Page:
Today, I will be sending out a new issue of the Growing Bookworms email newsletter. (If you would like to subscribe, you can find a sign-up form here.) The Growing Bookworms newsletter contains content from my blog focused on children's and young adult books and raising readers. I usually send the newsletter out every two weeks.
Newsletter Update: In this issue I have four book reviews (picture book through early chapter book). I also have two posts with literacy and reading links that I shared on Twitter recently, and two posts with my daughter's latest literacy milestones (writing her first story, and critiquing illustrations in a book).
Reading Update: In the past two weeks I finished three middle grade and five young adult titles. I had extra reading time because I spent one weekend at KidLitCon (with two cross-country flights by myself) and then had a miniature readcation when my husband took my daughter away overnight the next weekend. The three YA novels that I read on the KidLitCon trip were purchased solely for my own recreational reading, and though I enjoyed them, and have notes below, I won't be writing formal reviews. I read/listened to:
- Kristen Kittscher: The Tiara on the Terrace. HarperCollins. Middle Grade Fiction (Mystery). Completed October 16, 2015, printed ARC. Review to come, closer to January 2016 publication. This book is the sequel to The Wig in the Window.
- Paul Tobin (ill. Thierry Lafontaine): How to Capture an Invisible Cat (The Genius Factor, Book 1). Bloomsbury USA Children's. Middle Grade Fiction. Completed October 17, 2015, printed ARC. Review to come, closer to March 2016 publication. This is the first of what promised to be a very fun new five book series.
- Donna Gephart: Death by Toilet Paper. Yearling. Middle Grade Fiction. Completed October 18, 2015. Review scheduled for next week.
- Gwenda Bond: Fallout (Lois Lane). Switch Press. Young Adult. Completed October 8, 2015, on Kindle. This book about a teenage Lois Lane is such fun! I can't wait for additional books in the series. Highly recommended!
- Michelle Painchaud: Pretending to Be Erica. Viking Books for Young Readers. Young Adult. Completed October 11, 2015, on Kindle. This book about a teen con artist imitating a lost girl was interesting, and a quicker read than I expected, with a satisfying conclusion.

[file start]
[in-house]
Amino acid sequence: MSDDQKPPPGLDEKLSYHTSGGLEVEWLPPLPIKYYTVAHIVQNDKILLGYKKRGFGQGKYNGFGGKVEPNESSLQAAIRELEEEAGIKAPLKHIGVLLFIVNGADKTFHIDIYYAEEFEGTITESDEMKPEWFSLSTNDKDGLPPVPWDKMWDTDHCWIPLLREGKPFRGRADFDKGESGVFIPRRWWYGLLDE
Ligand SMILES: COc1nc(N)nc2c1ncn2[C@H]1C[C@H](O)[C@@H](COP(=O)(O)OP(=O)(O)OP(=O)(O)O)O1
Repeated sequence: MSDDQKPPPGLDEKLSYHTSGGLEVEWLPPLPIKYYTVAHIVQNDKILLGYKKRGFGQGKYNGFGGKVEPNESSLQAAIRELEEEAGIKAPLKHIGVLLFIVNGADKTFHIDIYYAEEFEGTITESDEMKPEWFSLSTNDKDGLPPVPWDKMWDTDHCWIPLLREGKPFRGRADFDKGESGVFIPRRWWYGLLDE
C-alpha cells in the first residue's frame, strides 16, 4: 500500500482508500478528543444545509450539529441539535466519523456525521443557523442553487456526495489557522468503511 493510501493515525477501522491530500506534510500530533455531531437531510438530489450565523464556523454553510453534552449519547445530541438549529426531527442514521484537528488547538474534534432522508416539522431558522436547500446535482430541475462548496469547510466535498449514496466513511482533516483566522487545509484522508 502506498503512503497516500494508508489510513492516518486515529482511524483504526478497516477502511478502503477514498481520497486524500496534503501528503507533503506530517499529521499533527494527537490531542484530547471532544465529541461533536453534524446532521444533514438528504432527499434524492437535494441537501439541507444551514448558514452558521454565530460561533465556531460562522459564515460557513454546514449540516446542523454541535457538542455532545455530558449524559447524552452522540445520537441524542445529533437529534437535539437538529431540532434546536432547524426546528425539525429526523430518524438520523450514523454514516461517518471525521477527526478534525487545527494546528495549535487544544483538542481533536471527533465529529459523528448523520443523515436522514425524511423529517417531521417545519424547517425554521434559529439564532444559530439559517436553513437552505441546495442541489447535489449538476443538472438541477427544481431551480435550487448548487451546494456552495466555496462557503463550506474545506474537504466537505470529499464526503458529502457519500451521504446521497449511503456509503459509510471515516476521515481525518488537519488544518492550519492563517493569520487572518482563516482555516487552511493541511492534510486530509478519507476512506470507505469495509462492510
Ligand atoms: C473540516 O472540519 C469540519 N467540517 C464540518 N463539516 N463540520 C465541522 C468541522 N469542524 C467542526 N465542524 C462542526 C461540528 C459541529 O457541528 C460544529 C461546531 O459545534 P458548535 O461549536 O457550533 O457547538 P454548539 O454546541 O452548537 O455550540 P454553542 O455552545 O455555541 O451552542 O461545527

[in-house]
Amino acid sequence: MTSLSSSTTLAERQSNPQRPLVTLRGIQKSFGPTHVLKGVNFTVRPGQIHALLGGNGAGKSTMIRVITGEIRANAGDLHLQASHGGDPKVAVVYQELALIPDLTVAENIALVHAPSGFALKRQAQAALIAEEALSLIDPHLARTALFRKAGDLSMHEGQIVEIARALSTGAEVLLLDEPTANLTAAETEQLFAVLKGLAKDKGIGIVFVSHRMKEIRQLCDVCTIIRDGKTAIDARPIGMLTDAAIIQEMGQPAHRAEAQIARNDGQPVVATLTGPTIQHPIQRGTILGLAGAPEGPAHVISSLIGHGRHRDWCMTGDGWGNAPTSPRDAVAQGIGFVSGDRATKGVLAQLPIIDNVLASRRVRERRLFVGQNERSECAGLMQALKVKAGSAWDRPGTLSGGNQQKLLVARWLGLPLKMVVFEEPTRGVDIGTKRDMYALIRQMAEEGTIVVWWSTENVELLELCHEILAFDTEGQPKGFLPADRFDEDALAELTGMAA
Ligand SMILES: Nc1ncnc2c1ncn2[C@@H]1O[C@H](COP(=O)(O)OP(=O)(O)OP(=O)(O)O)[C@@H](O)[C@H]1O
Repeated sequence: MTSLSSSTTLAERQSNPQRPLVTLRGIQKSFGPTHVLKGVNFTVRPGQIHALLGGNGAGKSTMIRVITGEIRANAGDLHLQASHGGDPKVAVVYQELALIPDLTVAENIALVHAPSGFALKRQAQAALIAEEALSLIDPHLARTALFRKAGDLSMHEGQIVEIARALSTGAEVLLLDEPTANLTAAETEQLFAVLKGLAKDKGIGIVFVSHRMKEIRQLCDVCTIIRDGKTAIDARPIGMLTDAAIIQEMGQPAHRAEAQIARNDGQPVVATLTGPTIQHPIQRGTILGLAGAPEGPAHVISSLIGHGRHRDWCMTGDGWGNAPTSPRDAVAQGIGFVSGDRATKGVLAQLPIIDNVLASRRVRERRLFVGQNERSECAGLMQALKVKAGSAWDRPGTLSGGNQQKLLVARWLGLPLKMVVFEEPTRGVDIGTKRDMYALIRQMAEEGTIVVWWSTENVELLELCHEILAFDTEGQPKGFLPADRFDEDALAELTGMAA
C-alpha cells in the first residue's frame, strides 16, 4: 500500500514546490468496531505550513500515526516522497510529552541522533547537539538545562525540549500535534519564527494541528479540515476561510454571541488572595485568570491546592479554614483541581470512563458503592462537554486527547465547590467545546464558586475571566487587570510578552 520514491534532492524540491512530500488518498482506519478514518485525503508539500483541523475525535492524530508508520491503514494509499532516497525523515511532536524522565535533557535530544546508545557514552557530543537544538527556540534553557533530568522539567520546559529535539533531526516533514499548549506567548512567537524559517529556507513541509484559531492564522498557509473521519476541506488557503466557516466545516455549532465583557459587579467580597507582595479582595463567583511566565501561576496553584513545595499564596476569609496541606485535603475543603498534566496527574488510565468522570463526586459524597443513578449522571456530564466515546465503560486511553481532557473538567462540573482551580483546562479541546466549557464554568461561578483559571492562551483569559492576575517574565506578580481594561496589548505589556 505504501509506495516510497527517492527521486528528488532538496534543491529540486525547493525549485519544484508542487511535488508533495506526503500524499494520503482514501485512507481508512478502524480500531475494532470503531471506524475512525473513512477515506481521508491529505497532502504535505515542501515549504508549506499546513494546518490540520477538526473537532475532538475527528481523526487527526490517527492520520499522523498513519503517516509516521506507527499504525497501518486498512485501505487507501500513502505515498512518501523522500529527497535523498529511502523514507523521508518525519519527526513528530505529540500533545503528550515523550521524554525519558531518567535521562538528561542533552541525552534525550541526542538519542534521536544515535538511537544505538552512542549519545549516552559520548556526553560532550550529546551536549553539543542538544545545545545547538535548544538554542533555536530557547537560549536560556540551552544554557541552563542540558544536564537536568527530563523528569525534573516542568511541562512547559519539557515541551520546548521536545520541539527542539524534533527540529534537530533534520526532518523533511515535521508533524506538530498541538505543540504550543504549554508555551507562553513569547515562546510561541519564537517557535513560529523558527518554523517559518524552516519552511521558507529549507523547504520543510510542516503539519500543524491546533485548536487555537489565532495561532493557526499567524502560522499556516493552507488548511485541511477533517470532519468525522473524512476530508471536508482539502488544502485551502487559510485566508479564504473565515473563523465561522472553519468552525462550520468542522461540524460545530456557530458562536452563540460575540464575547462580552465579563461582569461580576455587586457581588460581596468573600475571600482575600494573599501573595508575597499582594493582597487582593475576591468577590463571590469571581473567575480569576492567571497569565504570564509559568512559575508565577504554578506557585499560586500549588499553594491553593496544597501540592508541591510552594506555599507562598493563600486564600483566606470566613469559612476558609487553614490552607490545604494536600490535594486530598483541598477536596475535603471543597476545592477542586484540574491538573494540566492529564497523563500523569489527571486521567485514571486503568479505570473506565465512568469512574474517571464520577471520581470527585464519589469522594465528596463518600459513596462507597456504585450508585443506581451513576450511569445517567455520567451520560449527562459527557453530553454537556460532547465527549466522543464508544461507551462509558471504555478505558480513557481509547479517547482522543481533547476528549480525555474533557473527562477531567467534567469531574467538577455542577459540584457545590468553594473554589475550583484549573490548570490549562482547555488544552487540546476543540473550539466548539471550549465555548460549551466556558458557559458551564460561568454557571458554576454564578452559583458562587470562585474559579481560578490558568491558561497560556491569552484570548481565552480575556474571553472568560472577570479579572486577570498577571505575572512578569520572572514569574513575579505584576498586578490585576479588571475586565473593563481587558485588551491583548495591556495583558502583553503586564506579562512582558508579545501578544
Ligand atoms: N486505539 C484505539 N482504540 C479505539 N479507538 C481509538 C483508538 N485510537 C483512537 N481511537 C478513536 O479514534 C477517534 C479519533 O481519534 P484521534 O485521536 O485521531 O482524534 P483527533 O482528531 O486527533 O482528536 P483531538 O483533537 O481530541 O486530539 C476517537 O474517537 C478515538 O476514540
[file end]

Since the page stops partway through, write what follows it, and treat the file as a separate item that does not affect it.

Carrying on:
- Jennifer Latham: Scarlett Undercover. Little, Brown Books for Young Readers. Young Adult. Completed October 11, 2015, on Kindle. This book, about a teen private eye, has crime-solving, ethnic diversity, and supernatural elements. I enjoyed it, but I found that a central coincidence took me out of the story a bit.
- Ransom Riggs: Library of Souls: The Third Novel of Miss Peregrine's Peculiar Children. Quirk Books. Middle School / Young Adult. Completed October 15, 2015, on MP3. This conclusion to the Miss Peregrine series was enjoyable and satisfying, though things dragged out a bit longer than I expected after the dramatic conclusion.
- Amber J. Keyser: The Way Back from Broken. Carolrhoda Lab. Young Adult Fiction. Completed October 18, 2015. Review scheduled for next week.
I'm reading Better than Before by Gretchen Rubin and listening to the third Lockwood & Co. mystery by Jonathan Stroud: The Hollow Boy. The books my husband and I have been reading to our daughter can be found here. She remains very interested in the Magic Tree House books, which she refers to simply as "Jack and Annie books". She's also been dabbling in reading aloud to me at bedtime. She "read" me the wordless picture book Where's Walrus by Stephen Savage the other night. She had wanted to read the sequel, Where's Walrus? And Penguin? but we were both too tired to get out of bed to look for it. So she just pretended that Penguin was in this book, too, always hidden behind something in the pictures.
She's also been enjoying Human Body Theater, a comic format book full of facts about the human body. I learned about this book from Betsy Bird at A Fuse #8 Production, who mentioned that he four year old daughter liked it. Because my daughter has been obsessed with facts about the human body, viruses, vaccines, etc., this seemed like a perfect fit. And it is, though we are taking it in small doses. She now knows what type of atoms make up a glucose module - which will be useful when she gets to college-level chemistry.
What are you and your family reading these days? Thanks for reading the newsletter, and for growing bookworms.